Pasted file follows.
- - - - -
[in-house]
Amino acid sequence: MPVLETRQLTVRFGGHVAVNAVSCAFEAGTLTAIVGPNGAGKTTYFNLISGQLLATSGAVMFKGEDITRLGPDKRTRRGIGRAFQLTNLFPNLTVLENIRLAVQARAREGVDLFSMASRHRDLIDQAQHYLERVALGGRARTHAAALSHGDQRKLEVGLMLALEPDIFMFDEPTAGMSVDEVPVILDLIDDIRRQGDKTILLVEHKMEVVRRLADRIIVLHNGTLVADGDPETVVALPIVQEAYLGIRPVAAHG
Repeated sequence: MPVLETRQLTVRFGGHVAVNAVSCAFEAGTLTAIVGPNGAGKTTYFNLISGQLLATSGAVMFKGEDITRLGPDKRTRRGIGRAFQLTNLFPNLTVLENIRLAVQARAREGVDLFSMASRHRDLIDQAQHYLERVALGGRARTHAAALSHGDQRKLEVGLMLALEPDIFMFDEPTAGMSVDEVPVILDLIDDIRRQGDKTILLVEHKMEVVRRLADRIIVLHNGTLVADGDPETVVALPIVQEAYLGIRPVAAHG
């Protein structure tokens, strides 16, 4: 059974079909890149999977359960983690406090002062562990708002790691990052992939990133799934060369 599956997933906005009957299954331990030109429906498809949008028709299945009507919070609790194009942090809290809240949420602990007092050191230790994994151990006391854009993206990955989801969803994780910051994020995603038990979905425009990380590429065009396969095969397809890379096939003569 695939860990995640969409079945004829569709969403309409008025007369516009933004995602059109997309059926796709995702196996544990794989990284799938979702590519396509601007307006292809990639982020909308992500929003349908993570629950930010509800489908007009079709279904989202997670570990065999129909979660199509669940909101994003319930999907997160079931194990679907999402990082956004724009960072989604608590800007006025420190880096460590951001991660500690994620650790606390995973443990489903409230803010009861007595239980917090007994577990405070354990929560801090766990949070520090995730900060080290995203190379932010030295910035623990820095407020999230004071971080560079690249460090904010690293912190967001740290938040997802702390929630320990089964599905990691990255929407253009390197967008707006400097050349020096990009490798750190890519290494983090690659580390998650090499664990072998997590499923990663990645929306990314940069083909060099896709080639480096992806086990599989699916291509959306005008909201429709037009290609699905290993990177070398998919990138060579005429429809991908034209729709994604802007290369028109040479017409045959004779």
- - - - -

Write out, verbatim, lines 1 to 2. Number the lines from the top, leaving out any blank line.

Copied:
[in-house]
Amino acid sequence: MPVLETRQLTVRFGGHVAVNAVSCAFEAGTLTAIVGPNGAGKTTYFNLISGQLLATSGAVMFKGEDITRLGPDKRTRRGIGRAFQLTNLFPNLTVLENIRLAVQARAREGVDLFSMASRHRDLIDQAQHYLERVALGGRARTHAAALSHGDQRKLEVGLMLALEPDIFMFDEPTAGMSVDEVPVILDLIDDIRRQGDKTILLVEHKMEVVRRLADRIIVLHNGTLVADGDPETVVALPIVQEAYLGIRPVAAHG